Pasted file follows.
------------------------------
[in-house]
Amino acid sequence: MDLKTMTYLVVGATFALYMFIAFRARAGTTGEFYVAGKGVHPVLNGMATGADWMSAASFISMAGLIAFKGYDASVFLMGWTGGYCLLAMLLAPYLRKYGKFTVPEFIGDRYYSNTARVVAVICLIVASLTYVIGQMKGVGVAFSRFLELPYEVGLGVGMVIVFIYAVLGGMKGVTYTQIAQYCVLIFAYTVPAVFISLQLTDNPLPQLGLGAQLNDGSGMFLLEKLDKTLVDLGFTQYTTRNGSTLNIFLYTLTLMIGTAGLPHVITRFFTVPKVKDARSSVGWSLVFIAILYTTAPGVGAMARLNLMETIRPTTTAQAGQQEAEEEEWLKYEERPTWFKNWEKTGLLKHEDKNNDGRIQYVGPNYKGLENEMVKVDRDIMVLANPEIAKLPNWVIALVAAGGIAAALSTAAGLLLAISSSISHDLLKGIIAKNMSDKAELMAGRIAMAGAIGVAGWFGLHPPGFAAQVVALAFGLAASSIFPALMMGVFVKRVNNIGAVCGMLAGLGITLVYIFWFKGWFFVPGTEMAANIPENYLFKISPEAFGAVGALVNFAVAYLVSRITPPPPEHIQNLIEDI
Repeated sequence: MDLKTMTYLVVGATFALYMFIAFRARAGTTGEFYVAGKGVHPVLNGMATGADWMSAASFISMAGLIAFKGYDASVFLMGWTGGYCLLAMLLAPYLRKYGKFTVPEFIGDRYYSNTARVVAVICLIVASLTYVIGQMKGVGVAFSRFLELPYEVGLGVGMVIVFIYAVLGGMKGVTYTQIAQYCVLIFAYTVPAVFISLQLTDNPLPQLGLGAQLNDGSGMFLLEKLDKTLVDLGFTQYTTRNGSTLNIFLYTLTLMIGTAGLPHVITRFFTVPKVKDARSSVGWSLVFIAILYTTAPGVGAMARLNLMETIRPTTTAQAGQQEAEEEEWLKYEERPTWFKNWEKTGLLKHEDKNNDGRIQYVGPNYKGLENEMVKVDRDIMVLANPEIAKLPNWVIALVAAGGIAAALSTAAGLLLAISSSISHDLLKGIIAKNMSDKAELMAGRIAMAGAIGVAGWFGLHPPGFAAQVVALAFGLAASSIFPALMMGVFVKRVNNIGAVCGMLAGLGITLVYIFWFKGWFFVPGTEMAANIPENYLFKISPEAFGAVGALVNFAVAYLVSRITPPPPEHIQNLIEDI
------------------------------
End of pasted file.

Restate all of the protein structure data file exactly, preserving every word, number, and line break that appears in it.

[in-house]
Amino acid sequence: MDLKTMTYLVVGATFALYMFIAFRARAGTTGEFYVAGKGVHPVLNGMATGADWMSAASFISMAGLIAFKGYDASVFLMGWTGGYCLLAMLLAPYLRKYGKFTVPEFIGDRYYSNTARVVAVICLIVASLTYVIGQMKGVGVAFSRFLELPYEVGLGVGMVIVFIYAVLGGMKGVTYTQIAQYCVLIFAYTVPAVFISLQLTDNPLPQLGLGAQLNDGSGMFLLEKLDKTLVDLGFTQYTTRNGSTLNIFLYTLTLMIGTAGLPHVITRFFTVPKVKDARSSVGWSLVFIAILYTTAPGVGAMARLNLMETIRPTTTAQAGQQEAEEEEWLKYEERPTWFKNWEKTGLLKHEDKNNDGRIQYVGPNYKGLENEMVKVDRDIMVLANPEIAKLPNWVIALVAAGGIAAALSTAAGLLLAISSSISHDLLKGIIAKNMSDKAELMAGRIAMAGAIGVAGWFGLHPPGFAAQVVALAFGLAASSIFPALMMGVFVKRVNNIGAVCGMLAGLGITLVYIFWFKGWFFVPGTEMAANIPENYLFKISPEAFGAVGALVNFAVAYLVSRITPPPPEHIQNLIEDI
Repeated sequence: MDLKTMTYLVVGATFALYMFIAFRARAGTTGEFYVAGKGVHPVLNGMATGADWMSAASFISMAGLIAFKGYDASVFLMGWTGGYCLLAMLLAPYLRKYGKFTVPEFIGDRYYSNTARVVAVICLIVASLTYVIGQMKGVGVAFSRFLELPYEVGLGVGMVIVFIYAVLGGMKGVTYTQIAQYCVLIFAYTVPAVFISLQLTDNPLPQLGLGAQLNDGSGMFLLEKLDKTLVDLGFTQYTTRNGSTLNIFLYTLTLMIGTAGLPHVITRFFTVPKVKDARSSVGWSLVFIAILYTTAPGVGAMARLNLMETIRPTTTAQAGQQEAEEEEWLKYEERPTWFKNWEKTGLLKHEDKNNDGRIQYVGPNYKGLENEMVKVDRDIMVLANPEIAKLPNWVIALVAAGGIAAALSTAAGLLLAISSSISHDLLKGIIAKNMSDKAELMAGRIAMAGAIGVAGWFGLHPPGFAAQVVALAFGLAASSIFPALMMGVFVKRVNNIGAVCGMLAGLGITLVYIFWFKGWFFVPGTEMAANIPENYLFKISPEAFGAVGALVNFAVAYLVSRITPPPPEHIQNLIEDI